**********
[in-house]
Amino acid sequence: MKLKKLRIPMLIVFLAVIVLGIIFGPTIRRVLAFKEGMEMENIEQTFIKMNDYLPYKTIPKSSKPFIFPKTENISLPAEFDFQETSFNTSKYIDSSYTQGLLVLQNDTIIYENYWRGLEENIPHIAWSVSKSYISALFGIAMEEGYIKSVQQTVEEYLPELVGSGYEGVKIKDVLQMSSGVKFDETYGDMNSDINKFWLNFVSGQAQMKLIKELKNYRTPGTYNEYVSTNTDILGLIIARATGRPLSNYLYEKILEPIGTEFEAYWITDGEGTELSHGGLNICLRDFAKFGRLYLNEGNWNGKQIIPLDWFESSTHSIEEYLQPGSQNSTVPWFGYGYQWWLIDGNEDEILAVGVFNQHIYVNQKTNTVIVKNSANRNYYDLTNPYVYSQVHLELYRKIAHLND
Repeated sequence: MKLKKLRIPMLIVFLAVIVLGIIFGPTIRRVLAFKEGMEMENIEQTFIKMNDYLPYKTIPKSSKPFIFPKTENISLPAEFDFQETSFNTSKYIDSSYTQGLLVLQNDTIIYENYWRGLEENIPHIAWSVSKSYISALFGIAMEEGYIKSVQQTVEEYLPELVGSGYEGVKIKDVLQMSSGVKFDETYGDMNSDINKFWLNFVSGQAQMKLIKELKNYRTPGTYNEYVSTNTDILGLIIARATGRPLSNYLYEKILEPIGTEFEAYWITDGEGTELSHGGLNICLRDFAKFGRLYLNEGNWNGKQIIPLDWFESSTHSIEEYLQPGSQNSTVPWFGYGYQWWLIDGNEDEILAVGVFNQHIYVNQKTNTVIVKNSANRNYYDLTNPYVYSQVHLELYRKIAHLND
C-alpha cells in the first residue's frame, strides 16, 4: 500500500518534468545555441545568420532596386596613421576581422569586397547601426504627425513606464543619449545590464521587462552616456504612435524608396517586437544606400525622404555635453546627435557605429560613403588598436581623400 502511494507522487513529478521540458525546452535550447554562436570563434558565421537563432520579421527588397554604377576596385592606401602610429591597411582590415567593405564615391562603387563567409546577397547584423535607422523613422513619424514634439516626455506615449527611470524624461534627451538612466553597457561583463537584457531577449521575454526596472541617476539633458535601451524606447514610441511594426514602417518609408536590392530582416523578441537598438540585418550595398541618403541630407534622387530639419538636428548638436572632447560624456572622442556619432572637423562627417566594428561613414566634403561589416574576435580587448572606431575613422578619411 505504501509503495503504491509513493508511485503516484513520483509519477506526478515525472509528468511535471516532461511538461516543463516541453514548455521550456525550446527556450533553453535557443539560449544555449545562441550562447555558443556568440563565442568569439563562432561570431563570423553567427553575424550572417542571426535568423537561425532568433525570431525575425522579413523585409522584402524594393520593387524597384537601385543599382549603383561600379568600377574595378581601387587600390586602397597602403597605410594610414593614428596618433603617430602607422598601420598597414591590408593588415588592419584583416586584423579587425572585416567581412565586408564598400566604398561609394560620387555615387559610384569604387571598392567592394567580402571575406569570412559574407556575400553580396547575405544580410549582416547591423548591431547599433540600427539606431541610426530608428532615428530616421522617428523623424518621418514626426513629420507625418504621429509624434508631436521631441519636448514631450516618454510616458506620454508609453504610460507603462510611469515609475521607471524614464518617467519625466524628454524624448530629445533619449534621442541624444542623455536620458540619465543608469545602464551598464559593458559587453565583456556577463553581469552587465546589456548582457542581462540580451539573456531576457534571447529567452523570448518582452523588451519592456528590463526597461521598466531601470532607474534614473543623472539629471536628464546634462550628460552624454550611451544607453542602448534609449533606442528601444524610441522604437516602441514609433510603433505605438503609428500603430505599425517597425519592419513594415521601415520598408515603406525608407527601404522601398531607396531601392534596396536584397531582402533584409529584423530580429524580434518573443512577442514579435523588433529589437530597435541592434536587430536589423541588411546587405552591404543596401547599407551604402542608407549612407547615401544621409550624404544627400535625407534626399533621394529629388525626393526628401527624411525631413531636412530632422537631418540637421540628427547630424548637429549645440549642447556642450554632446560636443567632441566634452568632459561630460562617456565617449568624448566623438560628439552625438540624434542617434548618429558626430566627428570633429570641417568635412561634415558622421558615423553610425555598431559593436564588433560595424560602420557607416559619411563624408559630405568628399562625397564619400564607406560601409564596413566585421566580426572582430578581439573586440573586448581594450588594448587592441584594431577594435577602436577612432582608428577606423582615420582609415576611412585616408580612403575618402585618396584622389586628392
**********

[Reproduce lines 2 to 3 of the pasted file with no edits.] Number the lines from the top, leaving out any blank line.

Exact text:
Amino acid sequence: MKLKKLRIPMLIVFLAVIVLGIIFGPTIRRVLAFKEGMEMENIEQTFIKMNDYLPYKTIPKSSKPFIFPKTENISLPAEFDFQETSFNTSKYIDSSYTQGLLVLQNDTIIYENYWRGLEENIPHIAWSVSKSYISALFGIAMEEGYIKSVQQTVEEYLPELVGSGYEGVKIKDVLQMSSGVKFDETYGDMNSDINKFWLNFVSGQAQMKLIKELKNYRTPGTYNEYVSTNTDILGLIIARATGRPLSNYLYEKILEPIGTEFEAYWITDGEGTELSHGGLNICLRDFAKFGRLYLNEGNWNGKQIIPLDWFESSTHSIEEYLQPGSQNSTVPWFGYGYQWWLIDGNEDEILAVGVFNQHIYVNQKTNTVIVKNSANRNYYDLTNPYVYSQVHLELYRKIAHLND
Repeated sequence: MKLKKLRIPMLIVFLAVIVLGIIFGPTIRRVLAFKEGMEMENIEQTFIKMNDYLPYKTIPKSSKPFIFPKTENISLPAEFDFQETSFNTSKYIDSSYTQGLLVLQNDTIIYENYWRGLEENIPHIAWSVSKSYISALFGIAMEEGYIKSVQQTVEEYLPELVGSGYEGVKIKDVLQMSSGVKFDETYGDMNSDINKFWLNFVSGQAQMKLIKELKNYRTPGTYNEYVSTNTDILGLIIARATGRPLSNYLYEKILEPIGTEFEAYWITDGEGTELSHGGLNICLRDFAKFGRLYLNEGNWNGKQIIPLDWFESSTHSIEEYLQPGSQNSTVPWFGYGYQWWLIDGNEDEILAVGVFNQHIYVNQKTNTVIVKNSANRNYYDLTNPYVYSQVHLELYRKIAHLND